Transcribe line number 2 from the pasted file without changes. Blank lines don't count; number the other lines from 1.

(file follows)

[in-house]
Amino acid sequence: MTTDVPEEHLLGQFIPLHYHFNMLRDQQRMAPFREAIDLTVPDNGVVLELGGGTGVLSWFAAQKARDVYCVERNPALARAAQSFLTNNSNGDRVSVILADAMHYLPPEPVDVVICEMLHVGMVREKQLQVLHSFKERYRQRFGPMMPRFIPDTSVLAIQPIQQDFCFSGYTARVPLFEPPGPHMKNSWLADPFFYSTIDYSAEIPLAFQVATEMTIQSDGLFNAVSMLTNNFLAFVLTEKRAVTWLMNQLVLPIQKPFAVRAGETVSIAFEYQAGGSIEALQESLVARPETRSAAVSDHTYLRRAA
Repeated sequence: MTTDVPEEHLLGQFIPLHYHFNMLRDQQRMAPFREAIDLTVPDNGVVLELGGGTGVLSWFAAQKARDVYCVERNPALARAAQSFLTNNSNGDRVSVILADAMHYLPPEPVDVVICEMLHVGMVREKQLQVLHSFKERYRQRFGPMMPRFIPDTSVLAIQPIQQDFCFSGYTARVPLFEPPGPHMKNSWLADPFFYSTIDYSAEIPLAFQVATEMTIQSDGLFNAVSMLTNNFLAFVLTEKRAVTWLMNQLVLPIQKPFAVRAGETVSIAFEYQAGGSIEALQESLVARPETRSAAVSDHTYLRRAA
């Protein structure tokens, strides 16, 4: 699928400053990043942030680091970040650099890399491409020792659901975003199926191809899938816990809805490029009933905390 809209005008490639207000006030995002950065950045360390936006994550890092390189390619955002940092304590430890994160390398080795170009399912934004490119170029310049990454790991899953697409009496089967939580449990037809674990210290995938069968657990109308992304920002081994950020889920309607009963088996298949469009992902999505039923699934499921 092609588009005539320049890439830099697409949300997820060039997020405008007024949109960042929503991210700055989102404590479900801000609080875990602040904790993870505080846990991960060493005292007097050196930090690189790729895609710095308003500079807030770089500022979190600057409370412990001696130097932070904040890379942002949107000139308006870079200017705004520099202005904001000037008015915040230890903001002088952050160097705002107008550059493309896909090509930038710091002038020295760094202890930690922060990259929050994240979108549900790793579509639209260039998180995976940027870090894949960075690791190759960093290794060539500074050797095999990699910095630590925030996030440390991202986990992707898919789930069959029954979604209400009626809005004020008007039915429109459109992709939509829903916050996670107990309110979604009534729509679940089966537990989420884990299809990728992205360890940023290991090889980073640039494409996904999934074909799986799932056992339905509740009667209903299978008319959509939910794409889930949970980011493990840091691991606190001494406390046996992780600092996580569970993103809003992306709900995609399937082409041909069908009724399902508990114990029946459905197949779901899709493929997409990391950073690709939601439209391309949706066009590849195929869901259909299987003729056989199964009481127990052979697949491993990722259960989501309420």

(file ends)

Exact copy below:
Amino acid sequence: MTTDVPEEHLLGQFIPLHYHFNMLRDQQRMAPFREAIDLTVPDNGVVLELGGGTGVLSWFAAQKARDVYCVERNPALARAAQSFLTNNSNGDRVSVILADAMHYLPPEPVDVVICEMLHVGMVREKQLQVLHSFKERYRQRFGPMMPRFIPDTSVLAIQPIQQDFCFSGYTARVPLFEPPGPHMKNSWLADPFFYSTIDYSAEIPLAFQVATEMTIQSDGLFNAVSMLTNNFLAFVLTEKRAVTWLMNQLVLPIQKPFAVRAGETVSIAFEYQAGGSIEALQESLVARPETRSAAVSDHTYLRRAA